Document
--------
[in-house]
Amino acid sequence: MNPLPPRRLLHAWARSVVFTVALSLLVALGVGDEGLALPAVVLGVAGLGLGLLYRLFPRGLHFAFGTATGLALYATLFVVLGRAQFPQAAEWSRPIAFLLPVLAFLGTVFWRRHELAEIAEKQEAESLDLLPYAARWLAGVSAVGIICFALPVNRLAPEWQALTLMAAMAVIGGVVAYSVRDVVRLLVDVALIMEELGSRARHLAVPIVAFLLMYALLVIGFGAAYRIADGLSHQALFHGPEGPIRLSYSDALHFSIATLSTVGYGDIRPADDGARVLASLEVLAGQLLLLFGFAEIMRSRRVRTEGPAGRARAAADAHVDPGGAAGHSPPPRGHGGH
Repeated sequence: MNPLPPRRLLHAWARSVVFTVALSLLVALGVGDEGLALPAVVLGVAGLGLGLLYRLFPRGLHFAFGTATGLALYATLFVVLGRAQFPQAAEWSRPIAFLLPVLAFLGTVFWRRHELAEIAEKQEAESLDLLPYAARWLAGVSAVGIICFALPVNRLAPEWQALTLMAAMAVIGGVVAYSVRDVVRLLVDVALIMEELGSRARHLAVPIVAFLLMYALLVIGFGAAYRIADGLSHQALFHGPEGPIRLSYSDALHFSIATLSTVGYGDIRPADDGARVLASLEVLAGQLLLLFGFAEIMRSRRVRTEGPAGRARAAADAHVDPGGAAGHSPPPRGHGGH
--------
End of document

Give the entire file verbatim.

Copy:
[in-house]
Amino acid sequence: MNPLPPRRLLHAWARSVVFTVALSLLVALGVGDEGLALPAVVLGVAGLGLGLLYRLFPRGLHFAFGTATGLALYATLFVVLGRAQFPQAAEWSRPIAFLLPVLAFLGTVFWRRHELAEIAEKQEAESLDLLPYAARWLAGVSAVGIICFALPVNRLAPEWQALTLMAAMAVIGGVVAYSVRDVVRLLVDVALIMEELGSRARHLAVPIVAFLLMYALLVIGFGAAYRIADGLSHQALFHGPEGPIRLSYSDALHFSIATLSTVGYGDIRPADDGARVLASLEVLAGQLLLLFGFAEIMRSRRVRTEGPAGRARAAADAHVDPGGAAGHSPPPRGHGGH
Repeated sequence: MNPLPPRRLLHAWARSVVFTVALSLLVALGVGDEGLALPAVVLGVAGLGLGLLYRLFPRGLHFAFGTATGLALYATLFVVLGRAQFPQAAEWSRPIAFLLPVLAFLGTVFWRRHELAEIAEKQEAESLDLLPYAARWLAGVSAVGIICFALPVNRLAPEWQALTLMAAMAVIGGVVAYSVRDVVRLLVDVALIMEELGSRARHLAVPIVAFLLMYALLVIGFGAAYRIADGLSHQALFHGPEGPIRLSYSDALHFSIATLSTVGYGDIRPADDGARVLASLEVLAGQLLLLFGFAEIMRSRRVRTEGPAGRARAAADAHVDPGGAAGHSPPPRGHGGH